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The Assassins Paperback – November 26, 2002

3.7 out of 5 stars 42 customer reviews

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Editorial Reviews

Review

"Learned, lucid and elegant...with great skill [Lewis] disentangles truth from legend." -- The Economist

"No one writes about Muslim history with greater authority, or intelligence, or literary charm than Professor Bernard Lewis." -- Sunday Times (London)

"[Lewis] traces with an easy, almost conversational scholarship the emergence, triumph, and sudden demise of the [Assassin] faith." -- The New Yorker

About the Author

Bernard Lewis, author of What Went Wrong?, The Middle East, The Muslim Discovery of Europe, The Arabs in History, and many other books, is Cleveland E. Dodge Professor Emeritus of Near Eastern Studies at Princeton University.
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Product Details

  • Paperback: 192 pages
  • Publisher: Basic Books; Reissue edition (November 23, 2002)
  • Language: English
  • ISBN-10: 0465004989
  • ISBN-13: 978-0465004980
  • Product Dimensions: 5 x 0.4 x 8 inches
  • Shipping Weight: 9.6 ounces (View shipping rates and policies)
  • Average Customer Review: 3.7 out of 5 stars  See all reviews (42 customer reviews)
  • Amazon Best Sellers Rank: #146,946 in Books (See Top 100 in Books)

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Customer Reviews

Top Customer Reviews

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It's probably a fair guess that sales of Bernard Lewis's "The Assassins" were a lot slower before 9/11 than they are today. Many who purchased this book over the past year probably did so hoping that it would help provide some insight into Osama bin Laden and the terrorist network he heads. This book doesn't really do that, although that's no reflection on what Lewis has actually accomplished here. He wrote "The Assassins" more than a third of a century ago, and there are very significant differences between the Nizari Ismaili Order and the hate-filled fanatics of Al-Qaeda. But although this book won't help you understand what makes Osama bin Laden and his acolytes tick, it will introduce you to an important and little-known chunk of medieval Islamic history in which a lot of intriguing historical personalities play starring or supporting roles. This should be more than reward enough.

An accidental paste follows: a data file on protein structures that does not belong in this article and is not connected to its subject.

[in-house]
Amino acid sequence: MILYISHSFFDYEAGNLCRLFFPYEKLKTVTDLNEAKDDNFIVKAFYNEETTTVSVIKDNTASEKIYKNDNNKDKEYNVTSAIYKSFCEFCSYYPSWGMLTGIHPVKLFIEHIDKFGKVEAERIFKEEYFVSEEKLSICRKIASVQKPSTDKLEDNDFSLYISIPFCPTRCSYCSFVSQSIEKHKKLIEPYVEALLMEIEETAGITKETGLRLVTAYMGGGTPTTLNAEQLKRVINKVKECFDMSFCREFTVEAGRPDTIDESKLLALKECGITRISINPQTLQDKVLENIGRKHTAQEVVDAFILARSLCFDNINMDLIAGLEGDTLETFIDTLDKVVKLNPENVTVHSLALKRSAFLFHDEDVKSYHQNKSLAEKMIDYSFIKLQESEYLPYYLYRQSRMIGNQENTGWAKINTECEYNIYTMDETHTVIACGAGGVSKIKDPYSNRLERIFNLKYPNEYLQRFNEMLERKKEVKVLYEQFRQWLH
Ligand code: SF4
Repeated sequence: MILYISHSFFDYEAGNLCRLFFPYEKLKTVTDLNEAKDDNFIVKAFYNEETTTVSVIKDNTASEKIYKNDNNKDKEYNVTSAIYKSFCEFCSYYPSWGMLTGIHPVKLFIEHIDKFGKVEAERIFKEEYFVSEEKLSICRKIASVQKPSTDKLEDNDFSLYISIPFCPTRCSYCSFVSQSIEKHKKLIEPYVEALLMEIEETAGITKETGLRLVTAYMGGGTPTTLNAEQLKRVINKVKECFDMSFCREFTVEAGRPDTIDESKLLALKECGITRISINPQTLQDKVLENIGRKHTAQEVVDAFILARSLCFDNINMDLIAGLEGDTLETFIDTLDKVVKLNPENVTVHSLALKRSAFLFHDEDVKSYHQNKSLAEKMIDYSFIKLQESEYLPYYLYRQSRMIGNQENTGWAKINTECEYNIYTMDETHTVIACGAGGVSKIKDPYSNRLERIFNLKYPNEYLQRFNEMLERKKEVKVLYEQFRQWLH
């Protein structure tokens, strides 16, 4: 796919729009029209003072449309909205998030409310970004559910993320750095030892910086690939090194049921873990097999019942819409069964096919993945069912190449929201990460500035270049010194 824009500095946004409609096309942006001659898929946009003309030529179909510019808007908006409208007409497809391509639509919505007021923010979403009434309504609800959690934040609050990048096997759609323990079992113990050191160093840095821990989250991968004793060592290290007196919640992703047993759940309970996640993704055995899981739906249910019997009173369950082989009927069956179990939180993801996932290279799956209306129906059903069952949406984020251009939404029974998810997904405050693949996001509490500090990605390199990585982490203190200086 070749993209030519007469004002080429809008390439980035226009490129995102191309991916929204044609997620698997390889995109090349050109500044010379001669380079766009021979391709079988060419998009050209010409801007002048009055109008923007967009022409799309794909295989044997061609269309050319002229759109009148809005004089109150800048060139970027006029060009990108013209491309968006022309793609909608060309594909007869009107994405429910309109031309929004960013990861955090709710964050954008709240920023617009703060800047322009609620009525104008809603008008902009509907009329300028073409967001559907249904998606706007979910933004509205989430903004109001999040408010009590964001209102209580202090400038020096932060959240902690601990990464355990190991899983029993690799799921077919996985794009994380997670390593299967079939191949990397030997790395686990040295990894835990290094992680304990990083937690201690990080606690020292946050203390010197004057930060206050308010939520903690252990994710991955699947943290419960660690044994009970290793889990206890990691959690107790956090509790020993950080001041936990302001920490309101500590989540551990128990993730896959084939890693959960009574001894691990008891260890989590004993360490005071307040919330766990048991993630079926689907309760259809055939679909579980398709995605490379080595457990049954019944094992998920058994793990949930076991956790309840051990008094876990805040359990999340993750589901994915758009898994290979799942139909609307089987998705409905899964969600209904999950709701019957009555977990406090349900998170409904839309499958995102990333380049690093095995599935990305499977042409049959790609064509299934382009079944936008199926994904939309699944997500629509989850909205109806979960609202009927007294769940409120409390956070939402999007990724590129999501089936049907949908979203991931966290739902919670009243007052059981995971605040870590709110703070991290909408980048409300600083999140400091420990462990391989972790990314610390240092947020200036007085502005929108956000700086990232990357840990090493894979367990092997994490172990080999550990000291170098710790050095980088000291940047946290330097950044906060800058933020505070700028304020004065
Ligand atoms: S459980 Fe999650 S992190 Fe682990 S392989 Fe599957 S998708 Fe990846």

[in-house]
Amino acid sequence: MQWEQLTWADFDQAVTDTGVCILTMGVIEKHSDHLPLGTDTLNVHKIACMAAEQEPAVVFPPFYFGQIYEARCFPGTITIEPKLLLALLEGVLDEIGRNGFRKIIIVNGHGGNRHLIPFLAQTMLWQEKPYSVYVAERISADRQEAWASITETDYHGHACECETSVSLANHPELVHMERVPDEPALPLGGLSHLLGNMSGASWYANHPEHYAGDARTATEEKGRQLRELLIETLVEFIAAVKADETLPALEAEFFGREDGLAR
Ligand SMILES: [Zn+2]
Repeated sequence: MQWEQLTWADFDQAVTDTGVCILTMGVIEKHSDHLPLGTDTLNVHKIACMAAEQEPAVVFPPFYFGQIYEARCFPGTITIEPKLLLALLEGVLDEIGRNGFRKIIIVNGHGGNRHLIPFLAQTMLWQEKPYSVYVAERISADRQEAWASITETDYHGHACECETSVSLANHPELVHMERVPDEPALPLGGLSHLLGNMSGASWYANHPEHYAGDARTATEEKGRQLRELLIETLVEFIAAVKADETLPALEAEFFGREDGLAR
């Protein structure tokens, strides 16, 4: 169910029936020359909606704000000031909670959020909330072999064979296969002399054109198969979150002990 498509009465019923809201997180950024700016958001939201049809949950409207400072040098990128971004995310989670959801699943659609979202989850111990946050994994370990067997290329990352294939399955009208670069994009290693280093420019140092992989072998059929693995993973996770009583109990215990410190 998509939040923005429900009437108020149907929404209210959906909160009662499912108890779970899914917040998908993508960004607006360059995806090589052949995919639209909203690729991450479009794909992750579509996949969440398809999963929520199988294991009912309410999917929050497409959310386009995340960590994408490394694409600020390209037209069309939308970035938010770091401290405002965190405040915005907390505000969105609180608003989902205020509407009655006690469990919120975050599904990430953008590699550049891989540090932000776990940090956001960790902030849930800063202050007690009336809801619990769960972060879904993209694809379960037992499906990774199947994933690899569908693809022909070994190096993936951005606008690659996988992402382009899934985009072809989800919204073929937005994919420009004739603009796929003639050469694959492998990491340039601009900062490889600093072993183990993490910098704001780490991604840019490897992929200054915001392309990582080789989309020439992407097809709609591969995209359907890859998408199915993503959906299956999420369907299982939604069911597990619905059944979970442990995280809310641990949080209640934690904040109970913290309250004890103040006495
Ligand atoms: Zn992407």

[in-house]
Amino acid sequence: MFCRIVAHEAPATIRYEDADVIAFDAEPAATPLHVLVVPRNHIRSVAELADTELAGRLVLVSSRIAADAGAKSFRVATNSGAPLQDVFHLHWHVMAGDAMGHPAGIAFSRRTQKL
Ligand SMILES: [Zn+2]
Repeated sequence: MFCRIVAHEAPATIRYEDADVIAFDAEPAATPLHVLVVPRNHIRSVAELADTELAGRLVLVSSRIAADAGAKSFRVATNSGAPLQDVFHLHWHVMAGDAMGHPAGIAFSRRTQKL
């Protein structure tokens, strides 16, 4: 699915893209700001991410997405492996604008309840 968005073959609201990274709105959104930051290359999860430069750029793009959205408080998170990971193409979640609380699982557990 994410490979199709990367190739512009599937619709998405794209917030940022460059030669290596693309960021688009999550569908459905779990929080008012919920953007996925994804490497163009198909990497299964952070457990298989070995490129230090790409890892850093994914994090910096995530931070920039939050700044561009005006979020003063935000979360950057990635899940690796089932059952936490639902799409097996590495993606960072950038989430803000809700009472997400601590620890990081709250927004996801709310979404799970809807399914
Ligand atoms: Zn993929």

The group we call the Assassins are more accurately known as the Nizari Ismailis, an offshoot sect of Shi'i Islam. Their sect still survives today in the followers of the Aga Khan, whose communities from India to southern California reflect a progressive and humane face of Islam. From the late eleventh to thirteenth centuries, however, the Nizaris' struggle for survival in the midst of their more numerous and militarily powerful Sunni enemies led them to develop a form of defensive terrorism that proved remarkably effective in ensuring their security for almost two hundred years. In the end, however, the sect's lurid reputation proved its undoing -- for the Mongol khans ultimately concluded that their own safety could only be secured by the Assassins' extermination.

There are some similarities between the Assassins' modus operandi and that of today's Al-Qaeda terrorists.
Read more ›
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Format: Paperback